Boo Boo (M Jamison)

Blu Bone: The dynamic early on with Breakdown was, Okay, we’re about to do this, but with “Clipped” it was like, she’s about to do this. Like, it's a story that only [Ms. Boogie] could tell. We were writers and musicians brought into the picture to help her tell this story. That is one of, if not the strongest song on the record.

Jobanny: Facts. That's my favorite song off the record. I will say that beat goes hard. That song just happened — it was meant to be. It needed to be out there, it needed to be a part of the project.

What do you hope listeners walk away with after they hear The Breakdown?

Boo Boo: Thinking about the role I played, I really want other Black, trans producers and composers to see this as an example. Because oftentimes, I think with music production, it's a boy’s world. I really want girls to see that they can step into that role. So they can see that they can be on the boards and engineering, I hope I play a role in what people can see themselves doing.

Cassius Cruz

Cassius Cruz: I share the sentiment of the people who aren’t making the music. I hope that through this album they can see themselves in a new light. There is a popular thread in our culture of what you can be and what you need to be and what’s popping and what kind of girl you got to be. I want people to hear this and say, “Oh, there's this aesthetic too, and I can actually express my deep sentiments and it doesn't have to be shit-talking.” I love shit-talking, but I want all of it to exist together. A lot of times, people only want to hear that from you, and when you really start to talk about what’s here [gestures to heart] it’s not marketable, it’s not pop.

So for artists and for people, I want us to feel comfortable with making choices in our lives that center us — as in feminine people, as in queer people — in stuff that's not for the consumption of like, men and masculine people, because there's a lot they make us feel ashamed about — our unbridled femininity, you know, there's a lot there. There's a lot to be learned from us. There's a lot to be learned. And there's a lot of power in that. So that's what I want people to feel from this project. That's what's important to me.

El Joven

Ms. Boogie: I understand that intention sometimes varies from what the impact can be on different people. Although my intentions do revolve around inclusion and the power of creating a collective of people who genuinely relate to each other in real life, not just on a professional level or creative level per se. I really want to highlight that power, intentionally bringing people together because of their stories, not just their skills or what — like Cassius said — is marketable or valuable. I also want to piggyback off Boo Boo: I want girls to understand that there's more to do outside of the sensationalism of being the performer, being the girl on stage, being the girl with the microphone.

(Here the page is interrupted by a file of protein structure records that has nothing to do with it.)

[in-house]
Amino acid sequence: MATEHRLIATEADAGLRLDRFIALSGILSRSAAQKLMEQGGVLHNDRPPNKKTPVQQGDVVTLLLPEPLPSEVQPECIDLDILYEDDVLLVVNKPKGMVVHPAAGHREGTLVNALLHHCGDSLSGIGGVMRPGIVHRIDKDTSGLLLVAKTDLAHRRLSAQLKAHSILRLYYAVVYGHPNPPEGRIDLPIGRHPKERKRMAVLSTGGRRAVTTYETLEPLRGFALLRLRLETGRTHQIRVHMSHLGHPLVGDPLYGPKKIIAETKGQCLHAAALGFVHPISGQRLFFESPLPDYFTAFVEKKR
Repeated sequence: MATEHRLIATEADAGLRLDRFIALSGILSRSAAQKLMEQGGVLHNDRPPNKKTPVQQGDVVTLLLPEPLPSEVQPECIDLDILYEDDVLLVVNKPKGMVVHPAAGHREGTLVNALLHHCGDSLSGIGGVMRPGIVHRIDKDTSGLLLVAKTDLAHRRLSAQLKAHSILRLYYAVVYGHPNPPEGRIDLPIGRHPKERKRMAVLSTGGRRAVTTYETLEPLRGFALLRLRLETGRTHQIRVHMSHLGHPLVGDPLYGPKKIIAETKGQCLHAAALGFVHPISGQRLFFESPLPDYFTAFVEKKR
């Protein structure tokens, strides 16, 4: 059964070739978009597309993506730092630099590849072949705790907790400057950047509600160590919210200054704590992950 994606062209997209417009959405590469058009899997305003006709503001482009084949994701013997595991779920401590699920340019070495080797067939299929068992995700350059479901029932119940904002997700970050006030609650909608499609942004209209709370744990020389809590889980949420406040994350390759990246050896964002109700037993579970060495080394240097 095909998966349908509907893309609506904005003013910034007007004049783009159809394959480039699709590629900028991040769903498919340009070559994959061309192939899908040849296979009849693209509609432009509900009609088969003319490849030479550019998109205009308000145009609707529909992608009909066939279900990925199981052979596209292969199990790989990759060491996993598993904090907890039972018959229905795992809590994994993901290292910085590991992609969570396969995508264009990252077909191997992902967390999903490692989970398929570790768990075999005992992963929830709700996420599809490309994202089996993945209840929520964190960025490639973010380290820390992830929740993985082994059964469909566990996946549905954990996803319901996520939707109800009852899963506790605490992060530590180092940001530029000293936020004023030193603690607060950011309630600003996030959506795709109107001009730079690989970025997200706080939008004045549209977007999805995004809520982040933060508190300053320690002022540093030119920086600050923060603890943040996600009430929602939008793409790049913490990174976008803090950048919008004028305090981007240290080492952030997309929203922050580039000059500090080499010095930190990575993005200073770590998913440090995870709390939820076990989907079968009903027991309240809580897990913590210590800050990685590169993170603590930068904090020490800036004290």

Also, outside of the communal effect I want people who aren't of our experiences to understand that there aren't many things that set us apart. I hope when they listen to this they... I wouldn't say humanize the experience because I want them to understand that it's not about permission, it's not about acceptance, it's about existence. It’s, Let me exist, I’ll let you exist. And if not, then we can go toe to toe. The track “Come Again” is about that. Again, experiencing us outside of sensationalism is something that we have not seen on a mass level. We have different examples of what it looks like to be a queer Black person making music in the realm of, of hip-hop, but there's more to the story.

I’m hypersensitive, but I want to encourage girls to lean into that hypersensitivity and that awareness, and not always try to assimilate to what's going on. We haven't really created popular culture, and we might not ever be a part of it, but we might have the power to create our own.

Illustrations: Terrell Villiers
Clothing: Luar